Loved this counterweight to short-termism on the economic front.


Read the story linked to that graph by all means, but I get enough of a charge out of just looking at the fact that the biggest spenders in recent years were the Howard governments.

Meanwhile, I am of two minds about The Greens still. Today Bob Brown’s exercise in self-canonisation epitomised all that annoys me about him and so many like him.


History is full of this. Gandhi and Mandela went to jail. Martin Luther King was assassinated. Jesus Christ turned up at the businessmen’s tables and look what happened to him. Anti-slavery campaigner John Brown’s ”body lies mouldering in the grave” and suffragette Emily Davidson was killed when she ran in front of the horses at the 1913 Epsom Derby…

So it was that Christine Milne, David Bellamy and I and nearly 1500 others were jailed in Tasmania 30 years ago for getting in the way of premier Robin Gray’s legal bulldozers….

Sadly David Bellamy is now a notorious climate change skeptic, but still and all I do side with Bob’s causes pretty much. Trouble is his article today has that Jesus/Gandhi/Bob thing going that rather makes me puke than cheer. Or am I just an evil bastard. But Bob seems to have been writing on autopilot today and the tone does stick in my craw. It could be called smug. Or puritanical. By some.

He’d have been better off referring is to Bill McKibben 2012/2013 rather than James Hansen 1988 – much as I admire James Hansen.

Robert F Kennedy Jr:           The CEO of Chevron gave an interview this week in which he said that there is really no future in solar, wind and that we should stop subsidizing these industries and that the subsidies going to the industries were grotesque.  At the same day, the National Energy Agency released the numbers for the global subsidies to the oil industry which were $582 billion compared to around $80 million dollars to the renewables industry and this does not include, by the way, the externalities, not the direct subsidies.  The war in Iraq.  The BP oil spill.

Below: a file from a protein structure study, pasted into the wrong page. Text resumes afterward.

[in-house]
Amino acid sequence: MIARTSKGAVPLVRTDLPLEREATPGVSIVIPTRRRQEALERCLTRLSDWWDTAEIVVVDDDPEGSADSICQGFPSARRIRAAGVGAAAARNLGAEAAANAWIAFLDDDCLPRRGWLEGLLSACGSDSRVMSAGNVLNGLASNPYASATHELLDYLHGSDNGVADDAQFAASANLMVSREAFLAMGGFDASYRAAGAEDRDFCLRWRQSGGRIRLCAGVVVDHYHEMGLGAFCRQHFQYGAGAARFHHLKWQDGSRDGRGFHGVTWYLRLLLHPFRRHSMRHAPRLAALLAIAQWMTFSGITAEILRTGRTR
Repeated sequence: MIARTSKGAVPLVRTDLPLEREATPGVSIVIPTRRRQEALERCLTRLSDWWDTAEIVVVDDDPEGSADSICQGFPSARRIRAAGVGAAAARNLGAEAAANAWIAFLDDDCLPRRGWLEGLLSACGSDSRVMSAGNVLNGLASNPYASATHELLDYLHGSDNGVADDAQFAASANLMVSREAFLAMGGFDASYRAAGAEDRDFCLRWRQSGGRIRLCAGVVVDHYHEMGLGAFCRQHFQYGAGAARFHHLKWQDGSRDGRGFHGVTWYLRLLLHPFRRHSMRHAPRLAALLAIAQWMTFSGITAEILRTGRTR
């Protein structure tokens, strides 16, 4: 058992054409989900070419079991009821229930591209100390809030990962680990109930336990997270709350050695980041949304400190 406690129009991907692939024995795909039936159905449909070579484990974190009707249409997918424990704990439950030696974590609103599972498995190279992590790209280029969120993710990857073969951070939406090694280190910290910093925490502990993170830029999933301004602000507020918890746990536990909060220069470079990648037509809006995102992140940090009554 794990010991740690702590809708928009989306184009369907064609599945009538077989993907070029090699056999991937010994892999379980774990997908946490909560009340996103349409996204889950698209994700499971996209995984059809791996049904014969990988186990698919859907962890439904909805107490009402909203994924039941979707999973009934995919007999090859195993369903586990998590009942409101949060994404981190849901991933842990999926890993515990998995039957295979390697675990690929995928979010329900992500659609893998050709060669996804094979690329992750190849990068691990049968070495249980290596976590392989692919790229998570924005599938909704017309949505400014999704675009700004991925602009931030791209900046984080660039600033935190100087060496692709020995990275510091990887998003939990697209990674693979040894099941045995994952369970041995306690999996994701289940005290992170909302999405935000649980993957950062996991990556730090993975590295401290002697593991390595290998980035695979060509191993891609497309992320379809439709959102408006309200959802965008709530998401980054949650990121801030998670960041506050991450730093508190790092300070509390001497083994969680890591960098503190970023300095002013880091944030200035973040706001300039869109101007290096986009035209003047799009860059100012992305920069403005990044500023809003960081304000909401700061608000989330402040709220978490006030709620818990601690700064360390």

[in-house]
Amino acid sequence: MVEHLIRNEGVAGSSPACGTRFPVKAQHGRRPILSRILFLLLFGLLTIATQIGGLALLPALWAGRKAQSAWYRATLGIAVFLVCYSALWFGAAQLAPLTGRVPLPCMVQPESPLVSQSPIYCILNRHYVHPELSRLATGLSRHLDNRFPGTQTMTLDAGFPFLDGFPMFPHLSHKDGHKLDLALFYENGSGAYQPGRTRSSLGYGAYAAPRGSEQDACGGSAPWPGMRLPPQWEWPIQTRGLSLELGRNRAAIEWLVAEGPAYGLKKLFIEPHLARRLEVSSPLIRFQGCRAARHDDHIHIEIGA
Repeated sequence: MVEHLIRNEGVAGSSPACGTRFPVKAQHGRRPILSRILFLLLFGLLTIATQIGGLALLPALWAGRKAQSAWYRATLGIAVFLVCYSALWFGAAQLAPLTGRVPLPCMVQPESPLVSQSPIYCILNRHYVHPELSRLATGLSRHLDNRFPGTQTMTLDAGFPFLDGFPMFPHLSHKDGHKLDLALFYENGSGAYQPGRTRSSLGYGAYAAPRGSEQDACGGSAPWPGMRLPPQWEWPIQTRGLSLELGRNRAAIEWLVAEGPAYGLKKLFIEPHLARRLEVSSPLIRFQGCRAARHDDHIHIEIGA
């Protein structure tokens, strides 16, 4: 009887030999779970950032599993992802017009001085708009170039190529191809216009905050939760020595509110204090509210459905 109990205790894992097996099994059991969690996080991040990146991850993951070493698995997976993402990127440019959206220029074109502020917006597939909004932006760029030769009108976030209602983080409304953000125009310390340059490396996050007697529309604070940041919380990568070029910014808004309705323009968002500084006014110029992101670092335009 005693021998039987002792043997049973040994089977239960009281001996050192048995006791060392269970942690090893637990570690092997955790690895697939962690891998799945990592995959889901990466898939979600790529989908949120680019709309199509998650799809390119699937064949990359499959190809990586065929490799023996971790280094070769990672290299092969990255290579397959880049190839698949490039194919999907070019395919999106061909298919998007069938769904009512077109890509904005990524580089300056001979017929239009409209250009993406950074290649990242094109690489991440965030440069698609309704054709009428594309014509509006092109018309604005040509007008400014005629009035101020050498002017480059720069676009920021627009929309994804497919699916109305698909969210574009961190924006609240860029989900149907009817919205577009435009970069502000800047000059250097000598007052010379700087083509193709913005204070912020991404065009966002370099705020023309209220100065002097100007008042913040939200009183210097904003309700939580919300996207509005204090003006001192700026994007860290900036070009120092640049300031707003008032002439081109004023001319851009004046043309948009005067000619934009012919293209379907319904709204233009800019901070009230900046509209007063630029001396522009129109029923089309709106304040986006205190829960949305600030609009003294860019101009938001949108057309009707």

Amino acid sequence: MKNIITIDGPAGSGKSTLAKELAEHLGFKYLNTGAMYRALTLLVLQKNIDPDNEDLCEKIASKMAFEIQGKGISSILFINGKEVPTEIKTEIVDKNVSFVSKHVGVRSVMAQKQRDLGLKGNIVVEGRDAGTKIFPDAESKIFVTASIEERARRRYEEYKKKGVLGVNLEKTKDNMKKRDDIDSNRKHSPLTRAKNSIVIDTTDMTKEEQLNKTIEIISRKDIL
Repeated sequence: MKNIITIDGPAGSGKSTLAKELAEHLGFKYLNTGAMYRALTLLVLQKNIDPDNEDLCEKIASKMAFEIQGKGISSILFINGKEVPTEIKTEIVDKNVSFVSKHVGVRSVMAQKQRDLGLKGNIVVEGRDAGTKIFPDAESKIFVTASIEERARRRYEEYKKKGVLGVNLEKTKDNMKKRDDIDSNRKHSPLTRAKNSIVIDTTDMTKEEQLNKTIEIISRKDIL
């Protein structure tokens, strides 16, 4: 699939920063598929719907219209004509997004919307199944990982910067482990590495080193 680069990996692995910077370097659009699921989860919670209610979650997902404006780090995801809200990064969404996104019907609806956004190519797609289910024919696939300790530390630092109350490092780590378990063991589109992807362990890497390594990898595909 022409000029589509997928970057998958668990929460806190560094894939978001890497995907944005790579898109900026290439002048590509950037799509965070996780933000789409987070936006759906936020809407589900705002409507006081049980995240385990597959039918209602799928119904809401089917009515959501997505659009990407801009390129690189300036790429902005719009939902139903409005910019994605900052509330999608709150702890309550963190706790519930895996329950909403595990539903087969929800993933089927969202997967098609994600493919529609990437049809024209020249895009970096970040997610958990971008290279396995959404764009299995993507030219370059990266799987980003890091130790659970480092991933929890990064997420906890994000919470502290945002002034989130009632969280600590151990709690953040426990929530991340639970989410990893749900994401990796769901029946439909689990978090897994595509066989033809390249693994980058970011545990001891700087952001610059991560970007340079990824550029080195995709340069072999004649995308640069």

Bill McKibben:                 That’s the tax that you throw into the atmosphere for free.  That’s the biggest subsidy of all that we just turn over the atmosphere to them for free.  Your listeners will be pleased to know, I’m sure, that and I’m sure they are fretting about this that in the course of the fiscal cliff negotiations the massive tax subsidies to the fossil fuel industry were preserved intact .  No worries, no tears need be shed for Shell, BP, Exxon at all.  They did just fine as always.

Robert:           Chevron announced a $24 billion profit.  That’s not revenues, but that’s pure profit for this year.  The use of the most profitable industry in the history of humankind of commerce and they are still getting these giant subsidies from governments because of the political clout that they’re able to exercise.  How do we demonize them?